annual return=Value of the Investment at the End

This method can be used when we know the value of the investment at the end of the cycle. You plug in the numbers and get an average annual return for the whole period, allowing investors to see earnings more clearly.


Now, let's take a look at a few examples to apply the above formulas. 

1. At the beginning of the year, Company A made foreign investments totaling $30 million. At the end of the year, the assets are now worth 35 million dollars. 


So, using the first formula, we can calculate that Company A earned an annual return of 16.67% on its foreign investment this year. Using the formula can quickly help us figure out the annual rate of return.

This approach is only for the simplest case and can only describe returns for one year. If we're talking about a longer period of time, we need to use an annualized approach.

2. Bob bought 100 shares of a company the year before last at a price of $3 a share. He received a dividend of $0.50 per share during the three years he held the stock. The stock is now trading at $6 a share. He now wants to know what his return will be in three years' time. 

In this situation, we can't use what we had before. We need to take compounding into account. Now that we know what the stock is worth at the end, we can start doing the math:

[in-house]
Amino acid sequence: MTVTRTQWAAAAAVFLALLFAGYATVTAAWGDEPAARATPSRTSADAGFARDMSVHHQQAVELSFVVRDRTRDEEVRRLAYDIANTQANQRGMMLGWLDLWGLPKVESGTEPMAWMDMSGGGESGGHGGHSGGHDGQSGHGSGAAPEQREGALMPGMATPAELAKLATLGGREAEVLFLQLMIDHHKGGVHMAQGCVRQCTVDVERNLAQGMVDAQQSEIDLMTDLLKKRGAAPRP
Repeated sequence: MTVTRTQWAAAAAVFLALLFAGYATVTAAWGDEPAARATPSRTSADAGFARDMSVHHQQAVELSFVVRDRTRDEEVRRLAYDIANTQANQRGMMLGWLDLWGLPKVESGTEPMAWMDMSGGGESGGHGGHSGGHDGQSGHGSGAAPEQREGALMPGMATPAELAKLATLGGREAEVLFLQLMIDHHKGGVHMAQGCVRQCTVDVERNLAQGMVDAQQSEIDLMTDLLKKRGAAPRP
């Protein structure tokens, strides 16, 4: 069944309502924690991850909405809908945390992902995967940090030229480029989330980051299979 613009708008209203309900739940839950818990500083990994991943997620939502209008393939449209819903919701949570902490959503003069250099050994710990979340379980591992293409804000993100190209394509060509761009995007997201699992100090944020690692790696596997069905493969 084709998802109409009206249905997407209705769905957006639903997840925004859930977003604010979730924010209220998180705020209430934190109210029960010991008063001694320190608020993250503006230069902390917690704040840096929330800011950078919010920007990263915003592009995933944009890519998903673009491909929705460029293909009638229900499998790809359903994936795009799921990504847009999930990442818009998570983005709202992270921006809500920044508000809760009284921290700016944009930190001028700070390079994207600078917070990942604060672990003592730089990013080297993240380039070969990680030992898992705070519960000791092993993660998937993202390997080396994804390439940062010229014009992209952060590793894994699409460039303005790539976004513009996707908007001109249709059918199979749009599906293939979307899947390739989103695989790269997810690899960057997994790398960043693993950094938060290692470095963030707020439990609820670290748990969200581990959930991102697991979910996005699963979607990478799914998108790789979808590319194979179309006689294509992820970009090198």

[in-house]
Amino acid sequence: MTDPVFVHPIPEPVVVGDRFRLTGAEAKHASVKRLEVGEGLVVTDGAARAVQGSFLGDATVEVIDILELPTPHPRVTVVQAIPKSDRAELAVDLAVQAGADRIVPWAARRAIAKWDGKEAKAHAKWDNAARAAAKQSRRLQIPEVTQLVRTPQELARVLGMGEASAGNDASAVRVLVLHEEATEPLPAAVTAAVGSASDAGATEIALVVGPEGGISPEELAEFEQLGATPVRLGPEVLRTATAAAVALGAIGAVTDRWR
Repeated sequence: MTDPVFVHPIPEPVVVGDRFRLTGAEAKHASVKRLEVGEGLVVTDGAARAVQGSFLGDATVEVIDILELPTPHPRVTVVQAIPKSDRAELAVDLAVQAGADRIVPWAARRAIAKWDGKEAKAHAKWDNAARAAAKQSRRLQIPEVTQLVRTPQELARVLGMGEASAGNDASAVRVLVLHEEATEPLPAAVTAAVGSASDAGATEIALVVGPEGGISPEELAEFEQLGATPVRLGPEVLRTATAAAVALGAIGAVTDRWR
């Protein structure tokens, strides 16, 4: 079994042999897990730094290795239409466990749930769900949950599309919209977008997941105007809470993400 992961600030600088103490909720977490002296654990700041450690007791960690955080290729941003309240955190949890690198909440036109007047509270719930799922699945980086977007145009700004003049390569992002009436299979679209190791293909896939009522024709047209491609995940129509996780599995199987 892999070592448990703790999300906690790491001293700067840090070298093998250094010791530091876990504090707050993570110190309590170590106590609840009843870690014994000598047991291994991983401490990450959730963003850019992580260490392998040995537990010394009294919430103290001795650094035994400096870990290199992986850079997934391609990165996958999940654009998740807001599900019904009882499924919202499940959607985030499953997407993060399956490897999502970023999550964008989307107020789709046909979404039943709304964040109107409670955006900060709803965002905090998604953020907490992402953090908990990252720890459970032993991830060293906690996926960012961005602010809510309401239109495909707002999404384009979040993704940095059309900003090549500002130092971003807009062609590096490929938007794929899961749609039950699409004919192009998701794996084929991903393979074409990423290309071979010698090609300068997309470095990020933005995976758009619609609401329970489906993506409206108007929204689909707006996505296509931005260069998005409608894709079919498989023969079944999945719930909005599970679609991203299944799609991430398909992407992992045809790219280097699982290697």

Bob ended up with a strong return on his investment. 

As you can see, this method allows investors to calculate their annual returns as quickly as possible.

3. Mike wants to buy shares of a fund. He has his eye on two funds. He wants to invest in one of these two funds. They are not the same size, so Mike is going to calculate their returns over the last three years. 

He downloaded the two funds' returns over the last three years from their websites. 

Fund A rose 15% in the first year, fell 5% in the second, and rose 13% in the third. Fund B increased by 10% in the first year, 5% in the second year, and 10% in the third year. According to the previous formula, we can calculate the returns of the two funds respectively:

Fund A:

Fund A

Fund B:

Fund B

From these two results, we can quickly see that Fund B did worse than Fund A in two of the last three years. However, the annualized return over three years is higher than fund A.